Al Filreis

Gregory Djanikian, 'Dear Gravity' (2014)

The man in the middle, in the book The Man in the Middle, published thirty years ago this year (1984—a year before I first met this man in the middle), is a guy who managed to find his way out of the tower of Babel, despite the Babel of languages, French, Arabic, Armenian, broken English, buzzing in his ears from his immigrant refugee-ish elders.

Dahlen's psychoanalytic reading of 'A Reading'

In Natomas, on a day in 1983, Beverly Dahlen read one of the poems in her epic A Reading, and then, remarkably, offered a close psychoanalytic reading of the poem that lasted an hour and twenty minutes. She describes it as “a self-analysis of a piece of writing,” which she wrote first for herself but then felt willing to share the notes. “The framework for this is psychoanalytic. I'm assuming a kind of psychoanalytic stance toward what's going on.” The notes had been composed in 1981.

Mel Bochner at the Jewish Museum

Mel Bochner, “Strong Language,” at the Jewish Museum: link to information about the exhibit.

Jack Kerouac, 'Belief & Technique for Modern Prose'

  1. Scribbled secret notebooks, and wild typewritten pages, for yr own joy
  2. Submissive to everything, open, listening
  3. Try never get drunk outside yr own house
  4. Be in love with yr life
  5. Something that you feel will find its own form
  6. Be crazy dumbsaint of the mind
  7. Blow as deep as you want to blow
  8. Write what you want bottomless from bottom of mind
  9. The unspeakable visions of the individual
  10. No time for poetry but exactly what is
  11. Visionary tics shivering in the chest
  12. In tranced fixation dreaming upon

Poetry as accountable talk: The cMOOC & conversation theory

An essay by Raymond Maxwell

At left: Raymond Maxwell; at right: a live ModPo webcast.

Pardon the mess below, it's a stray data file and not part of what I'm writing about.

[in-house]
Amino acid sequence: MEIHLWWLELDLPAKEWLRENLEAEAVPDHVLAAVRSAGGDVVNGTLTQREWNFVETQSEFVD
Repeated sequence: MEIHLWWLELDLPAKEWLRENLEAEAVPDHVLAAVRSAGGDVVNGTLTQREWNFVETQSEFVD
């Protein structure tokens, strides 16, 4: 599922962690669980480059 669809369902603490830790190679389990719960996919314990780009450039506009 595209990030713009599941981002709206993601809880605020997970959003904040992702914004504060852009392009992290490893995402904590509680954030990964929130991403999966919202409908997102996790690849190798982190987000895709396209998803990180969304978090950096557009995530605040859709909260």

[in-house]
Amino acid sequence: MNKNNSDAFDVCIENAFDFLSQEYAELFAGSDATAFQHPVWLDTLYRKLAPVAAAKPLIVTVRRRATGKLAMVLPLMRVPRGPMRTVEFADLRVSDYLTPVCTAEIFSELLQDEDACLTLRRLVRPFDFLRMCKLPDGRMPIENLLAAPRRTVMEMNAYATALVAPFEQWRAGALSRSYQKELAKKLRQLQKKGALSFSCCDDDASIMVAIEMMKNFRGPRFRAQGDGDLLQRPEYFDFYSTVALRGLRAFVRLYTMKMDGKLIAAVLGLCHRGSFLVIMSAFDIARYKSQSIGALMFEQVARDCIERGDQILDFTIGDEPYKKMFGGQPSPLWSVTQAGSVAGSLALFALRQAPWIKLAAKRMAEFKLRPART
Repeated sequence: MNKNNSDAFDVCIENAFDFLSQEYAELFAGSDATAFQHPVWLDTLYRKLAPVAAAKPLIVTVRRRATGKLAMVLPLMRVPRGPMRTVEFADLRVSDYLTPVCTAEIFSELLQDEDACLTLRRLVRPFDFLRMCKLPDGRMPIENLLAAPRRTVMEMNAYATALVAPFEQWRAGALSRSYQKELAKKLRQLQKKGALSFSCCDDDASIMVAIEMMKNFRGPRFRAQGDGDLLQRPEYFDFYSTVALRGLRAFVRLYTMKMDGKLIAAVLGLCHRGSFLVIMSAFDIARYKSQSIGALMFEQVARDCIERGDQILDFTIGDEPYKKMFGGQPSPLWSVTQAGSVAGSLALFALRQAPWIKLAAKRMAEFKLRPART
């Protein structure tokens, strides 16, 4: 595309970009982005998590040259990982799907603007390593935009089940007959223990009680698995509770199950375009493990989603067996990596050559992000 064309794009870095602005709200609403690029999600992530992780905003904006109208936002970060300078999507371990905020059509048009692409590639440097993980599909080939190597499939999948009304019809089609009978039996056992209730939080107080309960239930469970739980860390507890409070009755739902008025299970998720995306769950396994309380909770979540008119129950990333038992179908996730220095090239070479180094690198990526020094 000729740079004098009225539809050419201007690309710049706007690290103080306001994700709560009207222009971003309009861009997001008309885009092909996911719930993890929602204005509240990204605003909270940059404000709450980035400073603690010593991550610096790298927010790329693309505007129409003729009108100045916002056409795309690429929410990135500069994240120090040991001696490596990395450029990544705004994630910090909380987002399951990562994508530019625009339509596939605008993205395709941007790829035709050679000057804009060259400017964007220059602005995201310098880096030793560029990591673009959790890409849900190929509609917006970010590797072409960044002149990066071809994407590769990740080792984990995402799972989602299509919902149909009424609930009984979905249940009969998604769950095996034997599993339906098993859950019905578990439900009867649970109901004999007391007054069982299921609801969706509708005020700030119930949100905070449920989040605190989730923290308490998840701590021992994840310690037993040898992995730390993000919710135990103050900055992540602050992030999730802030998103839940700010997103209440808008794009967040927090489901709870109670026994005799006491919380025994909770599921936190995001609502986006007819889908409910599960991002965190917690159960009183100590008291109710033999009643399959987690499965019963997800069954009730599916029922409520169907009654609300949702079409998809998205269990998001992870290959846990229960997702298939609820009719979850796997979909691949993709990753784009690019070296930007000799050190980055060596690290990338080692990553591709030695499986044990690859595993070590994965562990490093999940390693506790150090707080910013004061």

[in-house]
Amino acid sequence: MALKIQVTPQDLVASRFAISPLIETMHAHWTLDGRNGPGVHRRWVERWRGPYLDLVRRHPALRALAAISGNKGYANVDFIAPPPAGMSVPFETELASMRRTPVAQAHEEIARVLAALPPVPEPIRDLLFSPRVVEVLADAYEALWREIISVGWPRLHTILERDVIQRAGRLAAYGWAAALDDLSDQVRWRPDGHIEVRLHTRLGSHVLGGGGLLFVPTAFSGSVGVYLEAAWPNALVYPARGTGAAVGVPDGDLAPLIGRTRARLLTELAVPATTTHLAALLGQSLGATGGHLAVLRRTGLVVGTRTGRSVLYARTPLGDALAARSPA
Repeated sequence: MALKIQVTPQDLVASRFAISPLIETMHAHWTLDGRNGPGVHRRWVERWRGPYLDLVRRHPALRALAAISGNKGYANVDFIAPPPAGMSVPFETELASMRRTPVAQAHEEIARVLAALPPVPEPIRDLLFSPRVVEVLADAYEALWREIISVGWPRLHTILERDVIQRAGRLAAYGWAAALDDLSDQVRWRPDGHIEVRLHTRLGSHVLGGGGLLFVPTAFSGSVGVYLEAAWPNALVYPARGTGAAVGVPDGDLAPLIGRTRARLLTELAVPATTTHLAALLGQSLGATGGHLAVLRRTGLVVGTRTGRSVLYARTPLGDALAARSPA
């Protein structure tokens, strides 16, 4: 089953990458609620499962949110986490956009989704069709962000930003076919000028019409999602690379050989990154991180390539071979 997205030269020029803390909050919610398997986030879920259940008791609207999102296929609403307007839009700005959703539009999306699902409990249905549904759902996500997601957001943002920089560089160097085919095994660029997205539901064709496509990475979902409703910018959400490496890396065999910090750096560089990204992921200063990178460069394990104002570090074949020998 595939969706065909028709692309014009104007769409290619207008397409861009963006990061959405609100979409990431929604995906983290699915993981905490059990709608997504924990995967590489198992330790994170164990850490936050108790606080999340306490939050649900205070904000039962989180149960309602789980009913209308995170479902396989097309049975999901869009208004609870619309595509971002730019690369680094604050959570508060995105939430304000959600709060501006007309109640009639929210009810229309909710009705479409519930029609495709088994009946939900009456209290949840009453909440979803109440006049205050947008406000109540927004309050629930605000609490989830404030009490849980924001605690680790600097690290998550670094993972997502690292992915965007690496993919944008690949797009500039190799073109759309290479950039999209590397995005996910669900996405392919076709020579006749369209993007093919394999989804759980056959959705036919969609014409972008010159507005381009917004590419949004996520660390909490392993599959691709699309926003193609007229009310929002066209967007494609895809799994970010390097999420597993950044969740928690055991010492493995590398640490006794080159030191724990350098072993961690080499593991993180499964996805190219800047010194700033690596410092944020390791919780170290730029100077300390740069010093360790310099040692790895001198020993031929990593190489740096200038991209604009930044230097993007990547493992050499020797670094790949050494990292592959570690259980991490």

In a paper by Raymond Maxwell titled "Constructivism, Accountable Talk, Conversation Theory, and Information Literacy Instruction," there is a passage — in the conclusion — mentioning ModPo:

Last year I took a MOOC (Massive Open Online Course), Modern and Contemporary American Poetry, also called ModPo.  There were over 40,000 students in the course.  It was hosted by University of Pennsylvania, and live webcasts were broadcasted once a week, to which all participants were invited.  The professor used a team-teaching approach, and several videos each week featured close reads of poems with the professor at a table conversing with six teaching assistants.  The conversation was led by various team members at various times.  Each lecture was a conversation between the seven of them, piped out to over 40,000 students around the world.  The course was a grand success.  We learned the material, and a large percentage actually got certificates of completion.  In Washington, a dozen or so of us formed a weekly study group that met on Sundays at Politics and Prose Bookstore.  This year the course is being taught with the addition of some twenty community teaching assistants, embedded throughout the population of online students.  Perhaps such a model of conversation- and team-led instruction might be conceivable for information literacy instruction on a smaller level.